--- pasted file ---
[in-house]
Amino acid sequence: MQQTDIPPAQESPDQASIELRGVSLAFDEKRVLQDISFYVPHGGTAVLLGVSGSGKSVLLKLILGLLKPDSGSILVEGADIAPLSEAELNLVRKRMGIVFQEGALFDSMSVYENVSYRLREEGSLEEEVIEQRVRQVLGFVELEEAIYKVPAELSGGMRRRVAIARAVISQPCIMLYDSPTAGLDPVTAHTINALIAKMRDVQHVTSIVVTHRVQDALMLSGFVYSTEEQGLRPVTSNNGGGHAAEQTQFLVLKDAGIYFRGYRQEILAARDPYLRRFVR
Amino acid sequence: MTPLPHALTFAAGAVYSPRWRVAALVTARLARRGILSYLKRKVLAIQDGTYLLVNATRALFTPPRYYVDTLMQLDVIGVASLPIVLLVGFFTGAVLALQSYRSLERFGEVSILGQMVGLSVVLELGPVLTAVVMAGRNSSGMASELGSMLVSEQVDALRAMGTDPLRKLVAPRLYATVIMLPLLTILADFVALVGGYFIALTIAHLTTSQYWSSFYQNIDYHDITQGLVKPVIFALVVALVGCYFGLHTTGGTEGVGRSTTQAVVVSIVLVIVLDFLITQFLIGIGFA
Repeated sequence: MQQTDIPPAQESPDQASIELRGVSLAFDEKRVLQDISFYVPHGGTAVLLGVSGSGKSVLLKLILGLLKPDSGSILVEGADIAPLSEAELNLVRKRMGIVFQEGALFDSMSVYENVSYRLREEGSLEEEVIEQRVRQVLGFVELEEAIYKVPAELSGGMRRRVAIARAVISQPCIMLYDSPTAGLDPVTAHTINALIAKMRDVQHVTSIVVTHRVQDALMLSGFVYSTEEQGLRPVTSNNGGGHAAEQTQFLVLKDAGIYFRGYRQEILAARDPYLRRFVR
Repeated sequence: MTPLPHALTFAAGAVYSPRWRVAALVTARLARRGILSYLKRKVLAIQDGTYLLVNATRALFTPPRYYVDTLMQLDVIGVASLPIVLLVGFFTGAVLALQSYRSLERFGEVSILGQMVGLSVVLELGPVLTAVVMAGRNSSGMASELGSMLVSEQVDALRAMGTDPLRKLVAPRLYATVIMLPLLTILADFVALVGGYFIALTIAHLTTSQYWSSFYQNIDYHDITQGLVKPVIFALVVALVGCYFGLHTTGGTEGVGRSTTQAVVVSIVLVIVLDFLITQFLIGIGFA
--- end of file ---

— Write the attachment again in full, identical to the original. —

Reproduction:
[in-house]
Amino acid sequence: MQQTDIPPAQESPDQASIELRGVSLAFDEKRVLQDISFYVPHGGTAVLLGVSGSGKSVLLKLILGLLKPDSGSILVEGADIAPLSEAELNLVRKRMGIVFQEGALFDSMSVYENVSYRLREEGSLEEEVIEQRVRQVLGFVELEEAIYKVPAELSGGMRRRVAIARAVISQPCIMLYDSPTAGLDPVTAHTINALIAKMRDVQHVTSIVVTHRVQDALMLSGFVYSTEEQGLRPVTSNNGGGHAAEQTQFLVLKDAGIYFRGYRQEILAARDPYLRRFVR
Amino acid sequence: MTPLPHALTFAAGAVYSPRWRVAALVTARLARRGILSYLKRKVLAIQDGTYLLVNATRALFTPPRYYVDTLMQLDVIGVASLPIVLLVGFFTGAVLALQSYRSLERFGEVSILGQMVGLSVVLELGPVLTAVVMAGRNSSGMASELGSMLVSEQVDALRAMGTDPLRKLVAPRLYATVIMLPLLTILADFVALVGGYFIALTIAHLTTSQYWSSFYQNIDYHDITQGLVKPVIFALVVALVGCYFGLHTTGGTEGVGRSTTQAVVVSIVLVIVLDFLITQFLIGIGFA
Repeated sequence: MQQTDIPPAQESPDQASIELRGVSLAFDEKRVLQDISFYVPHGGTAVLLGVSGSGKSVLLKLILGLLKPDSGSILVEGADIAPLSEAELNLVRKRMGIVFQEGALFDSMSVYENVSYRLREEGSLEEEVIEQRVRQVLGFVELEEAIYKVPAELSGGMRRRVAIARAVISQPCIMLYDSPTAGLDPVTAHTINALIAKMRDVQHVTSIVVTHRVQDALMLSGFVYSTEEQGLRPVTSNNGGGHAAEQTQFLVLKDAGIYFRGYRQEILAARDPYLRRFVR
Repeated sequence: MTPLPHALTFAAGAVYSPRWRVAALVTARLARRGILSYLKRKVLAIQDGTYLLVNATRALFTPPRYYVDTLMQLDVIGVASLPIVLLVGFFTGAVLALQSYRSLERFGEVSILGQMVGLSVVLELGPVLTAVVMAGRNSSGMASELGSMLVSEQVDALRAMGTDPLRKLVAPRLYATVIMLPLLTILADFVALVGGYFIALTIAHLTTSQYWSSFYQNIDYHDITQGLVKPVIFALVVALVGCYFGLHTTGGTEGVGRSTTQAVVVSIVLVIVLDFLITQFLIGIGFA